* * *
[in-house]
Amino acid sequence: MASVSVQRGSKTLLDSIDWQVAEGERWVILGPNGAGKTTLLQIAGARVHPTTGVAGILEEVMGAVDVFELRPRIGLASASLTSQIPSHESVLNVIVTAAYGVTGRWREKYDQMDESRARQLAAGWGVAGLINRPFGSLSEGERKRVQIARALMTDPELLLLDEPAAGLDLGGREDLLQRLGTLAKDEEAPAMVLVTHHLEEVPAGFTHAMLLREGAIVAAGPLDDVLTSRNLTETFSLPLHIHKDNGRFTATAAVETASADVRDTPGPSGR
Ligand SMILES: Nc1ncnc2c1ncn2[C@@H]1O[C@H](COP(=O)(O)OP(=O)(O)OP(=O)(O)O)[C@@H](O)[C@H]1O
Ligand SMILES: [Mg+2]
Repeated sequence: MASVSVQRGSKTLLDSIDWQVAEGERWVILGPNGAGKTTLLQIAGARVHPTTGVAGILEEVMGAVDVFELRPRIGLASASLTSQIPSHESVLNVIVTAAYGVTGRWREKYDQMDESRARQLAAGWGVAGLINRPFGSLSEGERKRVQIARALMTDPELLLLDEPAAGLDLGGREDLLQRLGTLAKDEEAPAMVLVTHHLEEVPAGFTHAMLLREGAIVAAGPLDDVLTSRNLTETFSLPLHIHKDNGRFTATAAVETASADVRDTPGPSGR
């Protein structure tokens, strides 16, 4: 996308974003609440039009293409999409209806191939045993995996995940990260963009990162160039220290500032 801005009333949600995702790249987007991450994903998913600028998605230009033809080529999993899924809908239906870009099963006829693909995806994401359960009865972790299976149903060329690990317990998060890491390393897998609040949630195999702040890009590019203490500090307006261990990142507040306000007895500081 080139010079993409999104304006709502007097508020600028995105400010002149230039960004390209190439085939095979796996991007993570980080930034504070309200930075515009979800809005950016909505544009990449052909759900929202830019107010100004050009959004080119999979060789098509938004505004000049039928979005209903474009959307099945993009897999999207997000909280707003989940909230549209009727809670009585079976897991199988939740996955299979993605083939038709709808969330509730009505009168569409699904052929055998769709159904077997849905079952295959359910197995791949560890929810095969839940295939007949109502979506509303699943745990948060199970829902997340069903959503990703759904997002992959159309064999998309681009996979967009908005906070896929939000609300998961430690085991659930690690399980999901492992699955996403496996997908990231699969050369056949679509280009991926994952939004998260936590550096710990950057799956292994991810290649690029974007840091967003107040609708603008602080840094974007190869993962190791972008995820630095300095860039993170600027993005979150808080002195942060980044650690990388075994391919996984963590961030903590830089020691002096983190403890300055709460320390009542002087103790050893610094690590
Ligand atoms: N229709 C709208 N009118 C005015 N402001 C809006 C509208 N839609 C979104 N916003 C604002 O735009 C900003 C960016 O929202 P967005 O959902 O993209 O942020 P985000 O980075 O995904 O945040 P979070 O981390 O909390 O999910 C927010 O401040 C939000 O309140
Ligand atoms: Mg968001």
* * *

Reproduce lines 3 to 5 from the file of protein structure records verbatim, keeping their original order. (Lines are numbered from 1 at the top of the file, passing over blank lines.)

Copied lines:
Ligand SMILES: Nc1ncnc2c1ncn2[C@@H]1O[C@H](COP(=O)(O)OP(=O)(O)OP(=O)(O)O)[C@@H](O)[C@H]1O
Ligand SMILES: [Mg+2]
Repeated sequence: MASVSVQRGSKTLLDSIDWQVAEGERWVILGPNGAGKTTLLQIAGARVHPTTGVAGILEEVMGAVDVFELRPRIGLASASLTSQIPSHESVLNVIVTAAYGVTGRWREKYDQMDESRARQLAAGWGVAGLINRPFGSLSEGERKRVQIARALMTDPELLLLDEPAAGLDLGGREDLLQRLGTLAKDEEAPAMVLVTHHLEEVPAGFTHAMLLREGAIVAAGPLDDVLTSRNLTETFSLPLHIHKDNGRFTATAAVETASADVRDTPGPSGR